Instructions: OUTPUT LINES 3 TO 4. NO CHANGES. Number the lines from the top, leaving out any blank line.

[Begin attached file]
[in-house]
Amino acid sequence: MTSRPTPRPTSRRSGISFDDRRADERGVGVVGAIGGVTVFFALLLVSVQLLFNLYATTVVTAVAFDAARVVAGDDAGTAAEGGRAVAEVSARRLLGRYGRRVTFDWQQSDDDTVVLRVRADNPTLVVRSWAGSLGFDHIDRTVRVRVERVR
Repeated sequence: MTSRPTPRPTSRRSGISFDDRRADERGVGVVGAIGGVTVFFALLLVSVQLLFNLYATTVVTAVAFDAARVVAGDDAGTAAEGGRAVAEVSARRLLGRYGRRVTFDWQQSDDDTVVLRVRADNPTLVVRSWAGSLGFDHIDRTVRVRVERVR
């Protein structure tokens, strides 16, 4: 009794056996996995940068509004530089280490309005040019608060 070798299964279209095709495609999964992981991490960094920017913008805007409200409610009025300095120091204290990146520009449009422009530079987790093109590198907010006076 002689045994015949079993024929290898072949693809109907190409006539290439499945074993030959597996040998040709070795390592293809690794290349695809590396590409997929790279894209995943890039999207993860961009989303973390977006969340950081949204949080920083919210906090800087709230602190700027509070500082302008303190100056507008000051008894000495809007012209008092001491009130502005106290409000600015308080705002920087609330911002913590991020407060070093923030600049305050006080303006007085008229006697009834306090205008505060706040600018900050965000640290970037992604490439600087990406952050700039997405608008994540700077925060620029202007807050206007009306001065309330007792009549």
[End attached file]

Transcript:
Repeated sequence: MTSRPTPRPTSRRSGISFDDRRADERGVGVVGAIGGVTVFFALLLVSVQLLFNLYATTVVTAVAFDAARVVAGDDAGTAAEGGRAVAEVSARRLLGRYGRRVTFDWQQSDDDTVVLRVRADNPTLVVRSWAGSLGFDHIDRTVRVRVERVR
């Protein structure tokens, strides 16, 4: 009794056996996995940068509004530089280490309005040019608060 070798299964279209095709495609999964992981991490960094920017913008805007409200409610009025300095120091204290990146520009449009422009530079987790093109590198907010006076 002689045994015949079993024929290898072949693809109907190409006539290439499945074993030959597996040998040709070795390592293809690794290349695809590396590409997929790279894209995943890039999207993860961009989303973390977006969340950081949204949080920083919210906090800087709230602190700027509070500082302008303190100056507008000051008894000495809007012209008092001491009130502005106290409000600015308080705002920087609330911002913590991020407060070093923030600049305050006080303006007085008229006697009834306090205008505060706040600018900050965000640290970037992604490439600087990406952050700039997405608008994540700077925060620029202007807050206007009306001065309330007792009549």